NASA's twin Voyager spacecraft have made a baffling discovery along their journey to the outer limits of the solar system.
Scientists studying the Voyager data noticed what may be giant magnetic bubbles located in the heliosphere, the region of our solar system that separates us from the violent solar winds of interstellar space.
The bubbles, scientists believe, form when the sun's magnetic field becomes warped at the edge of our solar system.
"The sun's magnetic field extends all the way to the edge of the solar system," astronomer Merav Opher of Boston University said in a statement released Thursday. "Because the sun spins, its magnetic field becomes twisted and wrinkled, a bit like a ballerina's skirt. Far, far away from the sun, where the Voyagers are, the folds of the skirt bunch up."
What will these bubbles tell us about the way our sun's magnetic field interacts with interstellar rays entering our solar system? According to CNET, Voyager project scientist Ed Stone told CBS News that this layer of bubbles "might affect how cosmic rays from outside can actually get inside the heliosphere. They have to sort of manage to get across all these bubbles."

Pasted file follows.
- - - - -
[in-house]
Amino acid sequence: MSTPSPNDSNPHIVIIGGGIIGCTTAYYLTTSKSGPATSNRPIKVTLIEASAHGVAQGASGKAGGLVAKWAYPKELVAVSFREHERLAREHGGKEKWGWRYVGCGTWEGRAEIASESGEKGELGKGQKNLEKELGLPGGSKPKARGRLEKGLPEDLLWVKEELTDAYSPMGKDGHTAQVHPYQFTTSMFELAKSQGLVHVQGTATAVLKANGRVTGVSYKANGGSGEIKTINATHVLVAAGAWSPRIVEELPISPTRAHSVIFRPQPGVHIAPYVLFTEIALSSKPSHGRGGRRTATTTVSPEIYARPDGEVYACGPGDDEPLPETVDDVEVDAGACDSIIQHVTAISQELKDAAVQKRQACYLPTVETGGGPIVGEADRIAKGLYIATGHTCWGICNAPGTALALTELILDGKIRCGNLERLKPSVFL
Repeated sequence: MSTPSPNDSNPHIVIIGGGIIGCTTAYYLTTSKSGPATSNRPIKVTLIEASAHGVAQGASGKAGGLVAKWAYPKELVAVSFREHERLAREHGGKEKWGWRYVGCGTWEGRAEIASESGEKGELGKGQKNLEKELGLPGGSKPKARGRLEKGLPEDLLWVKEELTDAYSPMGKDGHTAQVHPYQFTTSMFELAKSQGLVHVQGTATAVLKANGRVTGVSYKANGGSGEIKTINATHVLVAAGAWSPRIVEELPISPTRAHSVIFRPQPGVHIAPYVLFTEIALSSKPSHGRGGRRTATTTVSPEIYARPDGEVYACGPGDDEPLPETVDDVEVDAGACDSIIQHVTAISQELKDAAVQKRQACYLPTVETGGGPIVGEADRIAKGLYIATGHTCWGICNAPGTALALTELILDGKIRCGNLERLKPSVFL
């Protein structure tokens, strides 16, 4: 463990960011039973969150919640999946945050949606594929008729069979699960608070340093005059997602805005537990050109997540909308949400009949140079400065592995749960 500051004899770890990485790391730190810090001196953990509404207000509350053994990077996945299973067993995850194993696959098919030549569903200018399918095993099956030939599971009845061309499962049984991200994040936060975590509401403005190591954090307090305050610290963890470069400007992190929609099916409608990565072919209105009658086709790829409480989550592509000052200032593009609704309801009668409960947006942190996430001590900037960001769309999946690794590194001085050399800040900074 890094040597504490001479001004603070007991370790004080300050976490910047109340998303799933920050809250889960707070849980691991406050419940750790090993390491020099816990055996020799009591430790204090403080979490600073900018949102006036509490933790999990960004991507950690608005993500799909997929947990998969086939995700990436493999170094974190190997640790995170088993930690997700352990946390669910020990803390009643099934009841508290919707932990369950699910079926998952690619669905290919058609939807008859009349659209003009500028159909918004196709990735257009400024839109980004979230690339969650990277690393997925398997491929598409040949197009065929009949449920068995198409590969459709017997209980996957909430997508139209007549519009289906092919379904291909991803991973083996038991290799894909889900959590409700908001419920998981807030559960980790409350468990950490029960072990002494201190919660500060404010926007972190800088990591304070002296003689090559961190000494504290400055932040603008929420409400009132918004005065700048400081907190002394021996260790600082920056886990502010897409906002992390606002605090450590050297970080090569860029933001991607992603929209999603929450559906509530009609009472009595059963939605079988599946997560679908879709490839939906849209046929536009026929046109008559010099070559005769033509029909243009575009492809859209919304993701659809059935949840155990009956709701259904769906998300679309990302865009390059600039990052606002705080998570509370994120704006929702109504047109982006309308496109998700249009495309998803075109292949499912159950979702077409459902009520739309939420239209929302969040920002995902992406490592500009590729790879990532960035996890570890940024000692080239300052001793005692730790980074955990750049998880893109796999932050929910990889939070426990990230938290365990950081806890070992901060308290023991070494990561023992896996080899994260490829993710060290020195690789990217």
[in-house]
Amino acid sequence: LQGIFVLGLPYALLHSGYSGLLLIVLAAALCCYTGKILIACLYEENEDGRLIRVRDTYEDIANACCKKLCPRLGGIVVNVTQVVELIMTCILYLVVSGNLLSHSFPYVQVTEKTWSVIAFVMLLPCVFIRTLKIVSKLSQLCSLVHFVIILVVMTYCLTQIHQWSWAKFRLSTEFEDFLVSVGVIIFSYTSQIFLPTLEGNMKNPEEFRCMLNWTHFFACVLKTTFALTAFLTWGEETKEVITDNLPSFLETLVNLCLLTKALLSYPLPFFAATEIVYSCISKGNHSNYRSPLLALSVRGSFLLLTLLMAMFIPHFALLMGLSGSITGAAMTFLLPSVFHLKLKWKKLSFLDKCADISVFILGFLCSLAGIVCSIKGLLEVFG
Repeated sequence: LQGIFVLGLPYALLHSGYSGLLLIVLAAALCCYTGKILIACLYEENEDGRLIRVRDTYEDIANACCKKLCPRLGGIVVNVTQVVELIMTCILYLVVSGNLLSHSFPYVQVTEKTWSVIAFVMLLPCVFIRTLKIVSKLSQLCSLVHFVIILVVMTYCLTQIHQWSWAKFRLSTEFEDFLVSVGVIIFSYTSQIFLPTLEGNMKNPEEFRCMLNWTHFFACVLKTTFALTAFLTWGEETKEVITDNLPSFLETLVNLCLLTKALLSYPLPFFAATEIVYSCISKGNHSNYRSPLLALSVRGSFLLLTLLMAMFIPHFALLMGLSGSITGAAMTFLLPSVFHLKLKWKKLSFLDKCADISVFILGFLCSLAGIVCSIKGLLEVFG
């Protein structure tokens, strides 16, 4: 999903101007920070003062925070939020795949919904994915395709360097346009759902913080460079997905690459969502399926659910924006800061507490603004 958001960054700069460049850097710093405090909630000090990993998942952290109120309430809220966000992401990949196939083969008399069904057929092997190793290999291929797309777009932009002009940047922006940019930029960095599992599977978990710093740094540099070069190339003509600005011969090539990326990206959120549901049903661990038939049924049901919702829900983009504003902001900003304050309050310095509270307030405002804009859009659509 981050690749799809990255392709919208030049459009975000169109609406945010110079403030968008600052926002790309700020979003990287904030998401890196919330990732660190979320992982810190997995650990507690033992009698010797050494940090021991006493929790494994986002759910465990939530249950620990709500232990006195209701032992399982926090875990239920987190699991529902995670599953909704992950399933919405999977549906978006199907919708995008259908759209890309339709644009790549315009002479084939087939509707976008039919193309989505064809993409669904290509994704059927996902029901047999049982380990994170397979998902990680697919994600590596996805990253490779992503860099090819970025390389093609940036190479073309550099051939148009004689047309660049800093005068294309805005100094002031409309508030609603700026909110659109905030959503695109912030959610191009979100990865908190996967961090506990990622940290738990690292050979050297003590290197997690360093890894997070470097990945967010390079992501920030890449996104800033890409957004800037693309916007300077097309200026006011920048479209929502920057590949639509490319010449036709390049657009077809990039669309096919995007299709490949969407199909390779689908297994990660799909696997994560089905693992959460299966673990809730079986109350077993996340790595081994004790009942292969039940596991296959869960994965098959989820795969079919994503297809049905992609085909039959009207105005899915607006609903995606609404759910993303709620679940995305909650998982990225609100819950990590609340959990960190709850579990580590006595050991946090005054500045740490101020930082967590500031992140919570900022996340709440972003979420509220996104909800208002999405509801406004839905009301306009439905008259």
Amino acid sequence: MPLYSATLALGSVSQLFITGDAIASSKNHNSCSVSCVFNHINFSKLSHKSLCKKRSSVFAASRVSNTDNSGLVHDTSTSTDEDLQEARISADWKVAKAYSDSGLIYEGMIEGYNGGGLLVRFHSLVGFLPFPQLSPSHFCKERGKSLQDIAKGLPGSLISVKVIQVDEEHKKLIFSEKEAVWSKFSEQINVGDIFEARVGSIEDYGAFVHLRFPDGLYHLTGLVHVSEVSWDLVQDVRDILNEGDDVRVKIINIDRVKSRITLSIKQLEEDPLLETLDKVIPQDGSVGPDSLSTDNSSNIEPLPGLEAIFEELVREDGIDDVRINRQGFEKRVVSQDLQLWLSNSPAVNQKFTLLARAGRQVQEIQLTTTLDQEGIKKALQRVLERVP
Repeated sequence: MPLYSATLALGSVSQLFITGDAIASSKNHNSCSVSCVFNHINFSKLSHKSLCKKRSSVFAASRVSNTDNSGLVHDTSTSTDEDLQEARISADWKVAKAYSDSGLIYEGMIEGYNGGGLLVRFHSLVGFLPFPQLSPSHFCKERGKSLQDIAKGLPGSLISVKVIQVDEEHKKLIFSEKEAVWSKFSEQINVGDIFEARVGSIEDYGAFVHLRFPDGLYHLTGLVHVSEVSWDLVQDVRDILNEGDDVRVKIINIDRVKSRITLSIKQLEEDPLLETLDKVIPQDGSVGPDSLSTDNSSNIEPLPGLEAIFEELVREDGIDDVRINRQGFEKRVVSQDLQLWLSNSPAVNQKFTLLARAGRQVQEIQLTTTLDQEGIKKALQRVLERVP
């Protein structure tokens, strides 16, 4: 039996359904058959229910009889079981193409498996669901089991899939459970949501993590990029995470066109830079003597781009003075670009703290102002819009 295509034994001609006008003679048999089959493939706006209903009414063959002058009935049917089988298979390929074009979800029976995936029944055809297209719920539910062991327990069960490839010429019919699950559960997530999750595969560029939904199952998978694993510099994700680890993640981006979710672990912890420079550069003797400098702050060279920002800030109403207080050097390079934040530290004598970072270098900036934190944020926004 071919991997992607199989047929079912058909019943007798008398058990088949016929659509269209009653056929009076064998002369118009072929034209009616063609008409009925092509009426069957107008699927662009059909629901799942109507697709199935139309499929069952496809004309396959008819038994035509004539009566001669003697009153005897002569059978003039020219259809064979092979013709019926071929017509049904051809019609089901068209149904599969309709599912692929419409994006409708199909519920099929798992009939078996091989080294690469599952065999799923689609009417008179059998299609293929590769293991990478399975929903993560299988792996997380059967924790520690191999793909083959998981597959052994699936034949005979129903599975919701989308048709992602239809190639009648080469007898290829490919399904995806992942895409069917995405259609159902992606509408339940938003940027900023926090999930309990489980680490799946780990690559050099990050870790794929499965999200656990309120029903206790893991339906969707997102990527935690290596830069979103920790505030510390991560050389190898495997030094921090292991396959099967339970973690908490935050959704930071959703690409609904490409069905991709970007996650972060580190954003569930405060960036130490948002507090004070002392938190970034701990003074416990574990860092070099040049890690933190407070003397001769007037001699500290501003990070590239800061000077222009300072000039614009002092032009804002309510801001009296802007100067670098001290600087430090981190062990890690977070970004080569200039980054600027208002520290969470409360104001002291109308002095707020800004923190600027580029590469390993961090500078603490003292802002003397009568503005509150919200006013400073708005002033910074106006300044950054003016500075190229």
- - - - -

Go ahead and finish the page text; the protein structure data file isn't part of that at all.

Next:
NASA's Jet Propulsion Laboratory launched the Voyager craft 33 years ago on a mission bound for interstellar space.
Take a look at NASA's renderings of the heliosphere, comparing the old model (before the bubbles were discovered) and the new model that includes the bubbles. Then, watch NASA's video for more information about this remarkable discovery.
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